Team:UNAM Genomics Mexico/Modeling/OR



OR Results

OR gate

Ok, this is the good one. For the final step, we had two pretty AND gates that had a special response for certain states of their inputs, but we wanted more. So, how could we make a bigger circuit? The trivial answer, obviously, was to wire everything together under a NEW gate! The new one makes an OR operation, where its inputs are the previous gates' outputs. Both outputs, P4 and LasR, are reported activators for promoters A3 and LasB respectively. In that way, our OR consists of two independent promoters that have the same reporter protein downstream: GFP.

UGM OR.png

UGM tv or.png

According to both approaches, Stochastic and deterministic, the Or behaves as an OR. Kappa OR File

P41000 las0.png

P410 las1000.png

Ep41000 las1000.png


For the deterministic approach, we decided to use the Hill function designed for activators. Being additive events, the production of reporter mRNA will be the sum of the productions by each promoter, as defined by their respective affinities and intracellular concentrations. Phi and Omega are the cooperative binding rate given by the activator [2].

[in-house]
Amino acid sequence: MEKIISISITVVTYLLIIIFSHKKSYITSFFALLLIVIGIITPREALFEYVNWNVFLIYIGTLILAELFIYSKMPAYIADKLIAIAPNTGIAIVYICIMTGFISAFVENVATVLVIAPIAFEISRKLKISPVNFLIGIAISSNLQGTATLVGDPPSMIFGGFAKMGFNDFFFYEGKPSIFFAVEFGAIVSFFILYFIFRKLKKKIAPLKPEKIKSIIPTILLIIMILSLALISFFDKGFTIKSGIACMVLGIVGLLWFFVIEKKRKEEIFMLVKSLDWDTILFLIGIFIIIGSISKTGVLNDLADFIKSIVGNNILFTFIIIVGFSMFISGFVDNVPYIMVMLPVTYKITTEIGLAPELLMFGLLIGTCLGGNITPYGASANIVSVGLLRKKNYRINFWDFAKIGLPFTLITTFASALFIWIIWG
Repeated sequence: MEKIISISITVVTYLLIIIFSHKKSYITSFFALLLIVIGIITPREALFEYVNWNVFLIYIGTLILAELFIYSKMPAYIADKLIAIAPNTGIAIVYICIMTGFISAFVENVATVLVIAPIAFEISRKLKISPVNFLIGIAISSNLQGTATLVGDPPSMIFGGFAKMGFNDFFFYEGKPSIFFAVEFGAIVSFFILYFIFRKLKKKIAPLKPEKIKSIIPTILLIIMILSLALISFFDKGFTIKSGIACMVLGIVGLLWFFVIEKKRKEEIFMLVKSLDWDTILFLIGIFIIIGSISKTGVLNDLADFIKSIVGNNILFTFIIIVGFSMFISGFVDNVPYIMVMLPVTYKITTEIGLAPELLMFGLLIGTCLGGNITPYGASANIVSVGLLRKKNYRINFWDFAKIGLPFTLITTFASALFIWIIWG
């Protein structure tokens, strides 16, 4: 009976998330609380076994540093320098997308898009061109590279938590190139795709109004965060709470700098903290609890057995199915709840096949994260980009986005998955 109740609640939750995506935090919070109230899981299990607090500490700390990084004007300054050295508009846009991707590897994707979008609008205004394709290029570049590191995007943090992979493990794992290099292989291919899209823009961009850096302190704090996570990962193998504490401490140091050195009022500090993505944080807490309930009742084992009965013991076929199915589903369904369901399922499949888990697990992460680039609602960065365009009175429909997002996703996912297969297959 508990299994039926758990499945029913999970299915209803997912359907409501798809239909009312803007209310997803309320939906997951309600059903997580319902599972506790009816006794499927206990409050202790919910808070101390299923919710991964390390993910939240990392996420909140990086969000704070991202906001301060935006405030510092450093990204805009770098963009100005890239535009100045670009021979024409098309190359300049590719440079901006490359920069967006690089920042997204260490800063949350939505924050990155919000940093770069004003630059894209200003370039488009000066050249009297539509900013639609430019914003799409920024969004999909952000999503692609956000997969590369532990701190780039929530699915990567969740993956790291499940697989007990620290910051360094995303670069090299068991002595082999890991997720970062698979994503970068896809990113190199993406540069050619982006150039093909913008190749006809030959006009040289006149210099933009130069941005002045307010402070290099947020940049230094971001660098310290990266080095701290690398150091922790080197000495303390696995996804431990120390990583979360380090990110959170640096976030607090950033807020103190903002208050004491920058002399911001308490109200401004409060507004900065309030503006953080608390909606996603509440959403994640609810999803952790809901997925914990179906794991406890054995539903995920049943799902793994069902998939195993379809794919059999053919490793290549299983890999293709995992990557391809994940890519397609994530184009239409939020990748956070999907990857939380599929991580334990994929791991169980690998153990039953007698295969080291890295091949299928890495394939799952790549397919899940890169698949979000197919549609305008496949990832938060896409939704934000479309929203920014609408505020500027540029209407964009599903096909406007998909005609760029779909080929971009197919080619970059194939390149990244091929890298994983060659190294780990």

UGM O10.png

Now, about the behavior of this construction predicted by our model, assuming that both transcription factors had the same affinity, both the stochastic and the deterministic approach show us that its behavior is not unlike an Or gate. As seen from the perspective of the transcription factors, activation occurs when any of them is at high concentration in the system. As the OR is activated by two different promoters, activation does seem to reach its summit when there are both activators in the system, while the genes are only basally expressed when no activator is present.


[1] Buchler et al. On schemes of combinatorial transcription logic print April 17, 2003, doi: 10.1073/pnas.0930314100 PNAS April 29, 2003 vol. 100 no. 9 5136-5141

[2]Bintu L, Buchler N, Garcia H G, Gerland U, Hwa T. Transcriptional regulation by the numbers: Models. Genetics & Development. Opinion. 2005. 15(2):116-124.DOI:10.1016